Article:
Inspired by the bees, present controllers have a wireless mesh especially, among the power-consuming appliances that lets them communicate among themselves and spread out the energy demand — Resulting in a smart, networked, and energy-responsive assets. Read More
4. Nature’s Inspiration — Insect Eyes
Innovation — Advanced Photovoltaics
Use Cases — Low cost material to convert sunlight to electricity
Solar energy is in high demand as more greener moves are being made to help the environment. The traditional solar panels must be made much cheaper and retain its efficiency.
Eyes of insects are packed with tiny micro-lenses. Similarly, tiny solar cells are packed together paving the way for a new generation of advanced photovoltaics.
This is called perovskite and this technique does not let them deteriorate when exposed to heat, moisture, or mechanical stress. Otherwise, most solar devices, such as rooftop panels, use a flat design but that approach does not work well with perovskite solar cells. Read More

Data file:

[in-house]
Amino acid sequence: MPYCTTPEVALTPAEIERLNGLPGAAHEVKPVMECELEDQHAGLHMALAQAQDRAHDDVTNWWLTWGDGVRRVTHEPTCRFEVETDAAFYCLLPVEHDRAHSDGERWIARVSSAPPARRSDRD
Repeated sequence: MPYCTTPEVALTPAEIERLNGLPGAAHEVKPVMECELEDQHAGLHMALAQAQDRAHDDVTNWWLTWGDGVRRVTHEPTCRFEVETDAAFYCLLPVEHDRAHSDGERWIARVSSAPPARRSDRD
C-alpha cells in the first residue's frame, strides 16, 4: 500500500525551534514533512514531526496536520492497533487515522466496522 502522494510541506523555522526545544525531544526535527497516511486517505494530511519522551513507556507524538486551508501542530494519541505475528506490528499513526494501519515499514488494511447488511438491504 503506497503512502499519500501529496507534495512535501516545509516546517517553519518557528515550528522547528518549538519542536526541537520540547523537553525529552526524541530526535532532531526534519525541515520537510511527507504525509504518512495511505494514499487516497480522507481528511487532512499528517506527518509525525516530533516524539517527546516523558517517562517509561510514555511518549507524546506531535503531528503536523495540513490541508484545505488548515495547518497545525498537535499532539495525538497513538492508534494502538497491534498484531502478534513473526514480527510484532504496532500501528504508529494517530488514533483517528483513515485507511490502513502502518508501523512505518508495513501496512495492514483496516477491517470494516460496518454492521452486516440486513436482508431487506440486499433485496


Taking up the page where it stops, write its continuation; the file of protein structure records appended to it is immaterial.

5. Nature’s Inspiration — School of Fish
Innovation — Collision free vehicles
Use Cases — Nissan connected cars
In the next couple of years or so, cars will be autonomous and the need for lanes & signals would be gone. One of the important goal of the automotive industry is to virtually achieve zero fatalities/serious injuries among the passengers of its vehicles.
Nissan’s engineers were studying a school of fish and noticed the fish weren’t separated by any lines that help guide them across.
They somehow manage to swim extremely close to each other without causing a collision, this natural phenomenon inspired the EPORO (Episode 0 Robot). They utilize a Laser Range Finder (LRF) technology to communicate among themselves to monitor each other’s positions, avoiding collisions, travel side-by-side, or in single-file, thus exhibiting the behavior of fish swimming in schools. Read More